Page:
I already said how much the kids like dusting.  A big part of that is the dusting wand they use to do it.  It is not expensive and means they don’t need to spray anything to get the job done.  They each also have their own spray bottle that we usually fill with just water.   I am happy to go back over a wiped down surface with cleaning fluid.  They are over the moon when they are spraying down a table and then wiping it off.   Everyone is a fan of the little broom we have and they have tiny dustpans with brooms at Ikea for a couple of bucks.  So. Worth. It.  Sophia is 5 so she is allowed to help with the floors and the spray mop if I am there.  She also has an actual job.

Fourth – give them a job and hold them responsible.

Depending on their ages, kids can have a job or  number of jobs that are totally doable.  Sophia, at 5, is officially our Bathroom Counters Girl.  She also does toilet seats.  What a dear.  Basically, after teeth brushing is done Sophia takes a wipe and cleans the bathroom counters, sinks and faucets in the kids’ bathroom.  Miles can help at 3, but this is her job.  This way you never have any toothpaste buildup and believe me, small kids like to wipe things.  You could use a bath wipe or a baby wipe or the trusty water spray bottle with a sponge.  Your counters will be clean.  The key to this is its simplicity.  It is short, we need it done and she can do it herself with no frustration and no distraction.  We do it before bed so that there is no play time looming over her head.  You could have your own countertop kid or laundry sorter or baseboard duster extraordinaire in no time!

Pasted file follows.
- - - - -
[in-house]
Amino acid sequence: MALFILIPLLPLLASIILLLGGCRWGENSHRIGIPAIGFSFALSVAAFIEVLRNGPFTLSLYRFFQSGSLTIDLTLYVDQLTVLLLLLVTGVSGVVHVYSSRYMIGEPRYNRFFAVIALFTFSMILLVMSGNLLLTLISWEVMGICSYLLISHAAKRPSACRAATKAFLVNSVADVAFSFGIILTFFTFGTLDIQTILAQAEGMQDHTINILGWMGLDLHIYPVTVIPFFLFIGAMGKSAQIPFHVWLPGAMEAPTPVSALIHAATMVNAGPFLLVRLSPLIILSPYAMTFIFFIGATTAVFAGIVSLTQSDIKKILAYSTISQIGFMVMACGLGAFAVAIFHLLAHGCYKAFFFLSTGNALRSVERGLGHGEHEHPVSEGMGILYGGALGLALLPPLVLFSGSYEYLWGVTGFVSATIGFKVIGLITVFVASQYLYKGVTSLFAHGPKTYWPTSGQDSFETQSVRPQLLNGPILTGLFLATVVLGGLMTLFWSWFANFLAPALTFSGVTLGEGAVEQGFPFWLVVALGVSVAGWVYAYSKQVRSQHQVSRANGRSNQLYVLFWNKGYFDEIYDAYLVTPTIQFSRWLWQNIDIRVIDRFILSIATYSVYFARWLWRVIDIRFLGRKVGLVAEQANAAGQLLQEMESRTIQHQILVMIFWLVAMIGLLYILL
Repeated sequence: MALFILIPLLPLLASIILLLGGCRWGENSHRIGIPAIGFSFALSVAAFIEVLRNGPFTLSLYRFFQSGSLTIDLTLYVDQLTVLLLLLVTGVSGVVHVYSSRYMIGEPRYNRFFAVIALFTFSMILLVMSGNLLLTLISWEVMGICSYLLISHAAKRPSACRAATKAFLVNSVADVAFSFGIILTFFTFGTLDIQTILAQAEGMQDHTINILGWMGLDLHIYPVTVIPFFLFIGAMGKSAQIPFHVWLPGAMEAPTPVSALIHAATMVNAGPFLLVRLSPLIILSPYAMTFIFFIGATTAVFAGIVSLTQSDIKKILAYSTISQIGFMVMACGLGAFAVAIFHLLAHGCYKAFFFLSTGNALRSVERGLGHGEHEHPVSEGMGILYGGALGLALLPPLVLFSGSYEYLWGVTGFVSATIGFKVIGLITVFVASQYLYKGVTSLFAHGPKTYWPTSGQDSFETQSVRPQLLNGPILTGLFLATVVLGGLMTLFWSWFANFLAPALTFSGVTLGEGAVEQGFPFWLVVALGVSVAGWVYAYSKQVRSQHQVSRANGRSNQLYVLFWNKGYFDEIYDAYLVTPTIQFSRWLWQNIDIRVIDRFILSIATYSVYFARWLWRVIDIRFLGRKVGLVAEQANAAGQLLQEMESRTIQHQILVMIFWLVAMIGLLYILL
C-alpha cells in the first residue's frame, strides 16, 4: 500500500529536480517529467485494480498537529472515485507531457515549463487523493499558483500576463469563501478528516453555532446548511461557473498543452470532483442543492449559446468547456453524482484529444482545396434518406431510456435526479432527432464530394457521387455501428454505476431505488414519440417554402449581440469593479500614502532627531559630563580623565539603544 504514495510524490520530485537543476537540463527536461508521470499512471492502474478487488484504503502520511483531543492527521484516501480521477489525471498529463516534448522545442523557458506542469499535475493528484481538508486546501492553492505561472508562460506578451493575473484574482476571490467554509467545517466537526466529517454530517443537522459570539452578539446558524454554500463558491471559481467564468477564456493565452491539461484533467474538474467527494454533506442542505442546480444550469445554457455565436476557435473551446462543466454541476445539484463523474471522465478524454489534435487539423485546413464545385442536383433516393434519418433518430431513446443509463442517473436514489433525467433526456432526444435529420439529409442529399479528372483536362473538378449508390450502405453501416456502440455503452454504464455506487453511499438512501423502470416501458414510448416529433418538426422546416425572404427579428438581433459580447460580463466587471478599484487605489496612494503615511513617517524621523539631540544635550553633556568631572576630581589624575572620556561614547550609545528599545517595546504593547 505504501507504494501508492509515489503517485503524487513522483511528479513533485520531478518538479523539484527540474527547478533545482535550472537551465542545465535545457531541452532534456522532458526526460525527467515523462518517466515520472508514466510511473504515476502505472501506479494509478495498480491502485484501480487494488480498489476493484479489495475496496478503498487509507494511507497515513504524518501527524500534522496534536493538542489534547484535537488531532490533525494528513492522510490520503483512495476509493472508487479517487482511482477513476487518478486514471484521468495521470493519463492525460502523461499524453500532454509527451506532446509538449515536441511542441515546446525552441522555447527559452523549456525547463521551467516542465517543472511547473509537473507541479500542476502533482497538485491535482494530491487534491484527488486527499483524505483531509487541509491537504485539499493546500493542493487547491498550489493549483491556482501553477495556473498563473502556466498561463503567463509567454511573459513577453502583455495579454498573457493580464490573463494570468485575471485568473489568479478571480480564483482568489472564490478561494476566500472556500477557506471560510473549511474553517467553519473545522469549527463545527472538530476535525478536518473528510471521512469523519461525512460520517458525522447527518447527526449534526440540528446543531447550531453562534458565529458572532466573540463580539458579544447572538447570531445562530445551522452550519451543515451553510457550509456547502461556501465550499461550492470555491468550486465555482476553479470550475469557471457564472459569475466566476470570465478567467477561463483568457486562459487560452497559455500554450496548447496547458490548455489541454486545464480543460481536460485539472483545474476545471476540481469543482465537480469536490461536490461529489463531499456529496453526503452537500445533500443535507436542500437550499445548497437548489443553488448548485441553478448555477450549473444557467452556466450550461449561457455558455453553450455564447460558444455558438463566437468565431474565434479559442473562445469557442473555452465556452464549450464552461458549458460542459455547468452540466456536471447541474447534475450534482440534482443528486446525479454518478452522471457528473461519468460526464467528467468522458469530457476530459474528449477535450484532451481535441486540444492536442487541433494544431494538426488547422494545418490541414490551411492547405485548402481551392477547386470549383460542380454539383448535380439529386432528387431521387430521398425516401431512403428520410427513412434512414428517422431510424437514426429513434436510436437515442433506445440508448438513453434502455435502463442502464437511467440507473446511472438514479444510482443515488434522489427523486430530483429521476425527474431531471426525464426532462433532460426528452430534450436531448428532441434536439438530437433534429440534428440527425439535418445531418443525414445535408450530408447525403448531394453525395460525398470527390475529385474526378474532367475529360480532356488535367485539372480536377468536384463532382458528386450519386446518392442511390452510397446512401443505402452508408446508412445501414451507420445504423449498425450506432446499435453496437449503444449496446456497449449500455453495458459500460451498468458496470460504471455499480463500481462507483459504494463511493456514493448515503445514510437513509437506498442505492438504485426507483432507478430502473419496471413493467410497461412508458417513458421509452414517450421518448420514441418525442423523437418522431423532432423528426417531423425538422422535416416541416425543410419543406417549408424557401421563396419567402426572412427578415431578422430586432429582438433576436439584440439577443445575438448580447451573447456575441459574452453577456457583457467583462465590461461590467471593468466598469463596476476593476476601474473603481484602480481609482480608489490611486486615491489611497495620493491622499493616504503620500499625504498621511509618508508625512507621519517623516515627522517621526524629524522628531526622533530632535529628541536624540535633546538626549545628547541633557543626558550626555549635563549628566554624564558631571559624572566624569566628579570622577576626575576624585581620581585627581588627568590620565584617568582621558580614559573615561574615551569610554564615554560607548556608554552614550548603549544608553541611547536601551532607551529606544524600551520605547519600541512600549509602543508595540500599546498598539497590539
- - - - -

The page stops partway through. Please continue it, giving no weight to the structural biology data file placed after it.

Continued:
Fifth – make it fun!

When we are actually picking up a whole room mess (which happens all the time) or cleaning the whole house (this rarely happens) we like to shake it to some music on the old ipod.  My kids like to dance and sing as much as I do and it helps the time pass.  We also like to tell them how awesome they are when they do clean.  You know, brag on them a little.  They beam and we have made them happy to help again.   We do have rewards and are starting to offer Sophia some moolah for extra jobs.  The chore charts we have are not the most helpful for us, but simple rewards for a job well done are much appreciated and easier for us to manage than a big chart.  They know what jobs they are responsible for and they do put their little magnets on the chore chart, but we dole out rewards in more of a potty training type way.  Treats or stickers for a great job or extra playtime or an extra book for being extra helpful.  Incentive, however you choose to implement it, will help.  I have head with teenagers it is basically mandatory, so I am starting early.

Finally – manage your expectations.

Kids are kids – not professionals.  Small children can’t make a bed with nurse’s corners.  I am okay with them putting any blankets and pillows back on the bed and pulling the sheets and blankets up.  If I want a perfect bed, I will make it.  When my kids make the ugliest bed I have ever seen, I will gush and hug about how awesome they are.  In fact, Sophia has asked me about my special corners and baby, I cannot wait to show her how!  Small children may not put everything away in the perfect place, but if they are working at it who cares if some of the legos are in the dinosaur bin or a few pairs of socks are in the underwear drawer.  Set yourself up for small victories and rejoice in them.  You are teaching them to respect their home and their possessions and take care of things.  You are not trying to teach them to be perfect, because no one is, and then they are set up to fail.  If your small children are helping at all – consider this a big win!

Hopefully these tips will help you teach your little ones about keeping a picked up and clean house.  Now, just in case you have ever wanted a real professional to clean your house (angels are singing, right?), you have that chance right now!  Maybe you could have your kids watch them and learn a few tips!